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Kids and Caffeine: Are They Getting Too Much?


It may surprise some parents to find out that caffeine is in many of the foods and beverages their kids consume!

Which Foods Contain Caffeine?

The obvious and most common source of caffeine is soft drinks. However, there may be caffeine other foods and drinks your child or teen enjoys. Other common sources include coffee, tea (including iced tea), energy drinks, over-the-counter headache medicines, and chocolate (including hot chocolate and other chocolate milk drinks). Also look out for caffeine in coffee-flavored candies, ice cream, and frozen yogurt.

How Much Is Too Much?

In moderate doses, caffeine increases alertness, but too much caffeine can lead to jitteriness, upset stomach, headaches, difficulty concentrating, problems sleeping, and increased heart rate, and blood pressure. For young children, it does not take much caffeine to produce these negative results. Caffeine may also cause problems for children with heart problems or nervous disorders, and some children may not even know they are at risk.

Caffeine moves through the body in a few hours and is expelled in the urine. The body does not store caffeine, but children and teens may feel its effects for up to six hours, depending on their sensitivity.

Unfortunately, there is no consensus in the medical community about upper limits of caffeine intake for kids and teens. The United States has not set guidelines for caffeine intake for kids, but Canadian guidelines recommend that preschool-age children should have less than 45 mg (milligrams) of caffeine per day, or about the amount found in one soda.

Caffeine and Health

Ellyn Satter, a dietitian and author of Child of Mine: Feeding with Love and Good Sense, warns that caffeinated beverages not only work as unwanted stimulants, but they replace more healthful drinks, such as milk.

Many nutritionists echo Satter's concerns. And if kids are drinking high-caffeine, high-sugar drinks too often, they may not be hungry for more nutritious foods.

Other studies have looked at the effects of caffeine on school performance. Low doses of caffeine may have actually enhanced performance, attentiveness, and some motor tasks, although the children also reported increased anxiety. Other studies have linked caffeine consumption to getting less sleep, which has been linked to higher BMI (body mass index) scores in teenagers, especially older teenagers. Another study of young children (aged 9-12 years), found a link between those who consumed caffeine and those who suffered from symptoms of depression, but it did not establish a cause and effect relationship.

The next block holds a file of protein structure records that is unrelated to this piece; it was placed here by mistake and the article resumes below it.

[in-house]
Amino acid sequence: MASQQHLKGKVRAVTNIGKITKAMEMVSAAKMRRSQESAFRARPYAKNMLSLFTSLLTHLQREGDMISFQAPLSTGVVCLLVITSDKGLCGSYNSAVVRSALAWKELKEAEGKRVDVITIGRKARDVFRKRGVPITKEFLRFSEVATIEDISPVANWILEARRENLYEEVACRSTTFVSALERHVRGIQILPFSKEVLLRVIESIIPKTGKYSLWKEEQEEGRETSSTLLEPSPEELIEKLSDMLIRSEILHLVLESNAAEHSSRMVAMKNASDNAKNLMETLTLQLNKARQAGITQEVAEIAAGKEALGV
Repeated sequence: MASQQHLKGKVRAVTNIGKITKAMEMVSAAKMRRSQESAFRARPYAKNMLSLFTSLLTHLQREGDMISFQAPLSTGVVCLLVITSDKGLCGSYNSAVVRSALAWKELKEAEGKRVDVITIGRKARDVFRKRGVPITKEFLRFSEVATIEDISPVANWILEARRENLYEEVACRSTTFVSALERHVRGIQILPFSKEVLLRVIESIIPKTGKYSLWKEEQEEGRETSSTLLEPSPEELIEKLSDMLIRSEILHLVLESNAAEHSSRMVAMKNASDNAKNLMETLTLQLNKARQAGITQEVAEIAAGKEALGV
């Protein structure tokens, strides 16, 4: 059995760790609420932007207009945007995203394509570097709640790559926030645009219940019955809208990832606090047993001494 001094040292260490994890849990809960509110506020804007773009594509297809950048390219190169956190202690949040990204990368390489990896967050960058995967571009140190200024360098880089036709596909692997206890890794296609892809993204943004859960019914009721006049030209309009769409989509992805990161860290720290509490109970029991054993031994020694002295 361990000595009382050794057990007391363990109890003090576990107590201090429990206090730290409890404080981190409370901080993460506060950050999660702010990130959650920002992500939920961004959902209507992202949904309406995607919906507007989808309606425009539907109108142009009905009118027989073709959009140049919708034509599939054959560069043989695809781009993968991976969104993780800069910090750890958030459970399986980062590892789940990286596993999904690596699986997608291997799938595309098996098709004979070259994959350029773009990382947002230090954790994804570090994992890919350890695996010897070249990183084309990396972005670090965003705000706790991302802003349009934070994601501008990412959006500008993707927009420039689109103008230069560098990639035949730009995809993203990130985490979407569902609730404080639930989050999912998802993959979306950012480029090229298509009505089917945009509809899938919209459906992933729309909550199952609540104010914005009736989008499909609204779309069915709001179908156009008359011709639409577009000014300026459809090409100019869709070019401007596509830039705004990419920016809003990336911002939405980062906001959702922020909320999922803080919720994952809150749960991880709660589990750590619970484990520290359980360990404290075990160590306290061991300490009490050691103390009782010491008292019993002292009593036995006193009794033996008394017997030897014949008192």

What Can Parents Do?

It can be hard for parents to know how much caffeine their kids are consuming. One tip is to purchase only those beverages labeled "caffeine-free." With food items other than beverages, the only accurate method of determining the caffeine content of foods and beverages is to contact the food manufacturer.

Parents can take the following steps to limit their children's caffeine intake:

  • Only purchase beverages labeled "caffeine-free."
  • Limit overall intake of soda.
  • Encourage children and teens to choose water over soda, energy drinks, or coffee drinks.
  • Be aware of over-the-counter medicines that contain caffeine (such as some appetite suppressants and headache remedies).

RESOURCES:

Center for Science in the Public Interest
http://www.cspinet.org/

International Food Information Council
http://www.ific.org/

References:

Benko CR, Farias AC, Farias LG, Pereira EF, Louzada FM, Cordeiro ML. Potential link between caffeine consumption and pediatric depression: a case-control study. BMC Pediatr. 2011;11:73.

The buzz over energy drinks. National Public Radio website. Available at: http://www.npr.org/templates/story/story.php?storyId=6720000. Created January 4, 2007. Accessed August 27, 2012.

Caffeine and your child. KidsHealth website. Available at: http://kidshealth.org/parent/growth/feeding/child_caffeine.html#. Updated February 2012. Accessed September 4, 2012.

Drescher AA, Goodwin JL, Silva GE, Quan SF. Caffeine and screen time in adolescence: associations with short sleep and obesity. J Clin Sleep Med. 2011;7(4):337-342.

Hidden caffeine. American Academy of Pediatrics Healthy Children.org website. Available at: http://www.healthychildren.org/English/ages-stages/teen/nutrition/Pages/Hidden-Caffeine.aspx. Updated April 3, 2012. Accessed September 4, 2012.

Kids should not consume energy drinks, and rarely need sports drinks, says AAP. American Academy of Pediatrics Healthy Children.org website. Available at: http://www.healthychildren.org/English/news/Pages/Kids-Should-Not-Consume-Energy-Drinks-and-Rarely-Need-Sports-Drinks-Says-AAP.aspx. Updated May 30, 2012. Accessed September 4, 2012.

Malinauskas BM, Aeby VG, Overton RF, Carpenter-Aeby T, Barber-Heidal K. A survey of energy drink consumption patterns among college students. Nutr J. 2007;6:35.

Satter E. Child of Mine: Feeding with Love and Good Sense. Boulder, CO: Bull Publishing; 2000.



Last reviewed September 2012 by Brian Randall, MD

Please be aware that this information is provided to supplement the care provided by your physician. It is neither intended nor implied to be a substitute for professional medical advice. CALL YOUR HEALTHCARE PROVIDER IMMEDIATELY IF YOU THINK YOU MAY HAVE A MEDICAL EMERGENCY. Always seek the advice of your physician or other qualified health provider prior to starting any new treatment or with any questions you may have regarding a medical condition.

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